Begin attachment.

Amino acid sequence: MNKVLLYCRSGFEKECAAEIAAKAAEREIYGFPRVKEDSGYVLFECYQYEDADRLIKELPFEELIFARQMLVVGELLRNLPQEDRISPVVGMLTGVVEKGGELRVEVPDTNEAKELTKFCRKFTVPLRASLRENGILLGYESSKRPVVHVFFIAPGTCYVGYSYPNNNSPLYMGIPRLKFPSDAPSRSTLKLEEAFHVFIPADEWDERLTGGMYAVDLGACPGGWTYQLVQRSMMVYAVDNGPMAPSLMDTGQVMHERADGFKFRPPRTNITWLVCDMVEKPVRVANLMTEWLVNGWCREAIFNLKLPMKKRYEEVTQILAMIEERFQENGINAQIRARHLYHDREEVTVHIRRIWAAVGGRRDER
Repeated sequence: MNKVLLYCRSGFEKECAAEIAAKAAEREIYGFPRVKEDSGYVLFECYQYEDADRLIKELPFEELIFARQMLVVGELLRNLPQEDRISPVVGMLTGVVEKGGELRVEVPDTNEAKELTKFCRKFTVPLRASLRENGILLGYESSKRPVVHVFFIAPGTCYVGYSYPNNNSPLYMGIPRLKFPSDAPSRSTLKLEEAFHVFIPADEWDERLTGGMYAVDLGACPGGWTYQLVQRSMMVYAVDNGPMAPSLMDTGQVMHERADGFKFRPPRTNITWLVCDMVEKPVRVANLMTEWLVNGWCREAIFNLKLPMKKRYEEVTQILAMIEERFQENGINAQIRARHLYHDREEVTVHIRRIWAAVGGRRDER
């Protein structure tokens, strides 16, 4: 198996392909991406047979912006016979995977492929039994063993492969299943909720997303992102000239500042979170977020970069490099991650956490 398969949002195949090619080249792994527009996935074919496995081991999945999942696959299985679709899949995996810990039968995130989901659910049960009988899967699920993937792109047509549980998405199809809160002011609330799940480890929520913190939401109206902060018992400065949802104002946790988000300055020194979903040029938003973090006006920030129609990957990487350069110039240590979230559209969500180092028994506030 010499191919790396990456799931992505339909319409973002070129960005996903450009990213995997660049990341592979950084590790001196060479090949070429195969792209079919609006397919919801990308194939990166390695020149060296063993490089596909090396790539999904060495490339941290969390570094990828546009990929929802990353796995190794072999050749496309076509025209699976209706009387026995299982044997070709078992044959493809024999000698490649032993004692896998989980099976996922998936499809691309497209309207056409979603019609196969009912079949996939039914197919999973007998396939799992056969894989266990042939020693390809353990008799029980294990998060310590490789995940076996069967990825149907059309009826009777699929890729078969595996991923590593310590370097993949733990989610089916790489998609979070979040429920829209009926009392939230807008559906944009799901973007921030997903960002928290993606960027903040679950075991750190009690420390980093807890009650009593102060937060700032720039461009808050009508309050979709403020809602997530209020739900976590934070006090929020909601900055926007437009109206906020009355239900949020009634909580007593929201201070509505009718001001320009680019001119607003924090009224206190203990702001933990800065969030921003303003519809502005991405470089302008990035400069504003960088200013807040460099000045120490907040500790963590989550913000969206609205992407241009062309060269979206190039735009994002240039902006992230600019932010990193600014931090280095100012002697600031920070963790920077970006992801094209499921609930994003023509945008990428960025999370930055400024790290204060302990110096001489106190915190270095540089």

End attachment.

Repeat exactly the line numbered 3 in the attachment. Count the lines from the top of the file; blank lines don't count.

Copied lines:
């Protein structure tokens, strides 16, 4: 198996392909991406047979912006016979995977492929039994063993492969299943909720997303992102000239500042979170977020970069490099991650956490 398969949002195949090619080249792994527009996935074919496995081991999945999942696959299985679709899949995996810990039968995130989901659910049960009988899967699920993937792109047509549980998405199809809160002011609330799940480890929520913190939401109206902060018992400065949802104002946790988000300055020194979903040029938003973090006006920030129609990957990487350069110039240590979230559209969500180092028994506030 010499191919790396990456799931992505339909319409973002070129960005996903450009990213995997660049990341592979950084590790001196060479090949070429195969792209079919609006397919919801990308194939990166390695020149060296063993490089596909090396790539999904060495490339941290969390570094990828546009990929929802990353796995190794072999050749496309076509025209699976209706009387026995299982044997070709078992044959493809024999000698490649032993004692896998989980099976996922998936499809691309497209309207056409979603019609196969009912079949996939039914197919999973007998396939799992056969894989266990042939020693390809353990008799029980294990998060310590490789995940076996069967990825149907059309009826009777699929890729078969595996991923590593310590370097993949733990989610089916790489998609979070979040429920829209009926009392939230807008559906944009799901973007921030997903960002928290993606960027903040679950075991750190009690420390980093807890009650009593102060937060700032720039461009808050009508309050979709403020809602997530209020739900976590934070006090929020909601900055926007437009109206906020009355239900949020009634909580007593929201201070509505009718001001320009680019001119607003924090009224206190203990702001933990800065969030921003303003519809502005991405470089302008990035400069504003960088200013807040460099000045120490907040500790963590989550913000969206609205992407241009062309060269979206190039735009994002240039902006992230600019932010990193600014931090280095100012002697600031920070963790920077970006992801094209499921609930994003023509945008990428960025999370930055400024790290204060302990110096001489106190915190270095540089």